institutions in the country in order to curb cybercrime.
Sitoyo Lopokoiyit, Chief Financial Services Officer of
Safaricom, told journalists in Nairobi that the anti-fraud tool
will help banks and insurance firms better authenticate mobile
and internet banking customers.
"In addition to authentication, the solution will also
provide financial firms with capabilities to better design their
lending propositions, enhance the registration and on boarding
of new customers, and also in managing phone numbers linked to a
customer’s accounts but which may no longer be in use,"
Safaricom controls approximately 65 percent of Kenya’s
telecom market which has an estimated 50 million mobile
"Through the years, we have developed in-house capabilities
that have helped us cut down on attempted fraud incidences
targeting our customers by more than 75 percent," he added.
He revealed that the solution works across the three channels
including USSD, internet banking and smartphone apps.
"Such banking channels have been on the rise in the country
corresponding with increasing internet and smartphone usage," he
Lopokoiyit added that the adoption of the anti-fraud tool is
expected to benefit the country through increased usage of
mobile and internet banking due to increased confidence both
from the financial sector and customers.
According to the telecom operator, there are currently more
than 3.5 million Kenyans who use mobile and internet banking
services in the country every month.
executives pledge support for anti-graft war
by Naftali Mwaura NAIROBI (Xinhua)
-- Business leaders from the
Sub-Saharan African region on Tuesday renewed commitment to
support the war against graft that is responsible for the loss
of about 30 percent of the continent’s GDP.
The executives who attended the Africa Business Ethics
Conference in Nairobi said they will rally behind government-led
efforts to stamp out corruption which is to blame for stagnating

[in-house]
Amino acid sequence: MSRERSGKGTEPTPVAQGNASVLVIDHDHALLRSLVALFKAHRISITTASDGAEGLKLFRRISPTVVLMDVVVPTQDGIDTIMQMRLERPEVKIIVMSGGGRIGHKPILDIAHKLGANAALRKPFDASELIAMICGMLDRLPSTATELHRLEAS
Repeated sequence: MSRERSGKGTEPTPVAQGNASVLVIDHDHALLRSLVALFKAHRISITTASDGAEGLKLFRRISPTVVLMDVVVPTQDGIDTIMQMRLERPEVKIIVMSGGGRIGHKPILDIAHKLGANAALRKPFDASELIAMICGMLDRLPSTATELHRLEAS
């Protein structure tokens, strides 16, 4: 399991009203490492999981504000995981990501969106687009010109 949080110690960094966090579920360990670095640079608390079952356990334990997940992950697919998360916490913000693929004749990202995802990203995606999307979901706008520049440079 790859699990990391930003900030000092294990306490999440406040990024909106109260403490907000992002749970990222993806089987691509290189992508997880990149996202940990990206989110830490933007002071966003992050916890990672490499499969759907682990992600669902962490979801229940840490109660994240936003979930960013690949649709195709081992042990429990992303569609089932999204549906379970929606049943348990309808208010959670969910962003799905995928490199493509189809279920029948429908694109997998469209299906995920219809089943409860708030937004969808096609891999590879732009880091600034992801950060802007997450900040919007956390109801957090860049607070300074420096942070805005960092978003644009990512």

economic growth and jeopardizing security and cohesion.
"Corruption is a threat to growth of businesses and continue
to hamper efforts to address poverty and inequality in many
African countries," said Lee Karuri, the Chair of Kenya Private
Sector Alliance (KEPSA) Foundation.
"The private sector is therefore committed to assist
governments root out graft through legislation and public
awareness on the vice," he added.
Kenya is hosting a two-day Africa Business Ethics Conference
attended by industry executives, policymakers, scholars and
campaigners to discuss innovative ways of enhancing private
sector participation in anti-graft war.
The conference that runs from June 25 to 26 has been
organized by KEPSA Foundation through its Multi-sectoral
Initiative Against Corruption (MSIAC) and Centre for
International Private Enterprise (CIPE).
Lars Benson, CIPE Regional Director for Africa said that
strong legislation combined with political goodwill and
engagement of citizens is key to eradicate corruption in the
world’s second largest continent.
"Africa must build strong democratic institutions, enforce
the laws and engage the public in order to win the war against
corruption," said Benson.
He said that eradicating corruption will stimulate growth of
local enterprises while enhancing provision of critical services
like education, health, water and social security to the